Some women in the New Juaben Municipality of the Eastern Region have mixed reactions towards the Covid-19 vaccine.
I was at the Central Business District of Koforidua to get myself a dress.
Suddenly, the rains began and forced me to stay at the shop where I bought the dress. I had no choice than to read bits of stories on social media using my mobile phone.
Minutes into my reading, three other women walked briskly into the shop to take shelter as well.
They were friends with the shop owner.
Soon Covid-19 vaccine conversation started.
I heard from one “I have gone for my Covid-19 vaccine jab, I think it’s nothing to fear. All I had to do was to sip some malt and called a health personnel to book me. Afterwards I took some heavy Kenkey, slept off and nothing has happened to me again.”
She asked the other women if they had gone for theirs as well.
These women are largely traders who sell second hand clothes, second hand bags and food stuffs in the Central Business District.
Her friends gave a negative response in the Akan language.
Abena Owusu, who roasts plantain to sell said, “I haven’t made my mind yet, I’m told the vaccine contains some things that would be injected into your body, you may get some reaction.”
The other, Serwaa, who sells second hand clothing, was indifferent. She used to believe the theories surrounding the vaccine but in recent times that seems to have changed.
“I have stopped believing those theories, even Yellow Fever vaccine we took, I think I am ready to take the jab when the time comes. I have made enough empty promises already.”
At this point, the very first woman had to show her Covid-19 vaccine card as evidence of her taking the jab.
She had added the card to her important cards. From where I sat, I saw her bank cards, NHIS card, Voter IDs and others.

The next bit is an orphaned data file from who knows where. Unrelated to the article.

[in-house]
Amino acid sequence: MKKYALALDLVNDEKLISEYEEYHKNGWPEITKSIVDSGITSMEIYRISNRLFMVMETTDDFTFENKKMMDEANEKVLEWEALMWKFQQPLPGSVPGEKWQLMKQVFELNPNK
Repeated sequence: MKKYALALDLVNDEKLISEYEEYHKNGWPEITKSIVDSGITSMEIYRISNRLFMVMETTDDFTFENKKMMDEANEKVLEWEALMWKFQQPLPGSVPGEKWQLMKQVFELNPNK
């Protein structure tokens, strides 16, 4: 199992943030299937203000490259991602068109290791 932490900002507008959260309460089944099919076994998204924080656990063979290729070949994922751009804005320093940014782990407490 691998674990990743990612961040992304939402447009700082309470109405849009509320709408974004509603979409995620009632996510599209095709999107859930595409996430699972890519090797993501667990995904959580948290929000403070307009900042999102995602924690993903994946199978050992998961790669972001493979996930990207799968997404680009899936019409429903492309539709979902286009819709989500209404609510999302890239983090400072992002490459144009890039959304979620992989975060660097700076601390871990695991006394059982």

“I am keeping my card well, I was told it’s a very vital document to own now like a passport.”
Vida Yeboah, the owner of the shop, had taken her jab already through a health personnel friend.
“My friend called me to come [and] take the jab if only I was ready. After taking it, my doctor friend advised me to take paracetamol to ease any pain I might feel later on.”
She added: “I forgot to take the pill and I was busy selling dresses only to feel the pains. I had to quickly get the paracetamol. Throughout that time and the evening I took about 10 tablets of the paracetamol before I felt okay and prepared for my travelling outside Koforidua. I have been very fine after that time.”
The rains had stopped and soon they left the shop.
I found the conversation amusing especially when it was from a simple sample random research by chances.
In the Eastern Region, only health personnel and some other identified personalities had the opportunity to take the jab.
Others who had the opportunity did so through protocols from health personnel.
The Disease Control Unit of the Eastern Regional Health Directorate is yet to conduct a survey on the readiness of residents including women or preparedness for the Covid-19 jab when it’s rolled out holistically by government.
Women form a highest percentage of the populace, of over 51 percent, in the Eastern Region and most of them are bread winners in their nuclear families, according to the 2010 Population Census.
Their rights to relevant and timely information would be critical.
The selected populace who took their first vaccine jab are expected to take the second soon.
By Yvonne Neequaye
The writer is a mentee under the Mobilizing Media to Fighting COVID-19 project by Journalists for Human Rights.